Cultural practices and beliefs of caregivers of malnourished children, aged 6-24 months, regarding feeding and dietary intake in Gweru, Zimbabwe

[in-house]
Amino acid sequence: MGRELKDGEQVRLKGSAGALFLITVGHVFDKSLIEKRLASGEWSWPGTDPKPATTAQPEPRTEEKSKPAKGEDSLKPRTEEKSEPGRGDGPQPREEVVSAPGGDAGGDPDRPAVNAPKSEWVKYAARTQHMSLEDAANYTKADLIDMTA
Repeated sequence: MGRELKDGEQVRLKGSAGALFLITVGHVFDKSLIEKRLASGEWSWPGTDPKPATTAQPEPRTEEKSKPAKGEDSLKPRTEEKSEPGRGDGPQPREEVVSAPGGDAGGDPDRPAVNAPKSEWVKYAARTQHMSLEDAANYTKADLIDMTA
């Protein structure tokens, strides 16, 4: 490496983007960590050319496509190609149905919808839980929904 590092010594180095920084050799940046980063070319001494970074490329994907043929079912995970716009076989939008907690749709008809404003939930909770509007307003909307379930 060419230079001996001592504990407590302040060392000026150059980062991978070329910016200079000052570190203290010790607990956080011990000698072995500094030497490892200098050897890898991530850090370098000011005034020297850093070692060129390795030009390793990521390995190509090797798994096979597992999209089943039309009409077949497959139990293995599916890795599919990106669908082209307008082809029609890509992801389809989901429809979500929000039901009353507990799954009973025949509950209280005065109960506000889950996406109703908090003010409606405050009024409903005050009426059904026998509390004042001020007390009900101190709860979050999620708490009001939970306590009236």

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The burden of malnutrition continues to persist and is the major cause of morbidity and mortality in children. According to the results of the Zimbabwe Multiple indicator cluster survey in 2019, stunting remains high at (26.8%) and the leading form of malnutrition, affecting 1 in 3 children less than 5 years in Zimbabwe. Suboptimal feeding practices have been identified as one of the many causes of malnutrition. Various studies have shown that many risk factors of malnutrition can be addressed during the crucial first 1000 days of life. Cultural beliefs, values, and practices play a vital role in the pre and postnatal period. However, there is a knowledge gap in how culture influences the caregivers regarding feeding and dietary intake. Therefore, the study’s major aim was to explore the cultural beliefs and practices of caregivers of malnourished children between 6-24 months, regarding dietary intake and feeding practices in Gweru, Zimbabwe.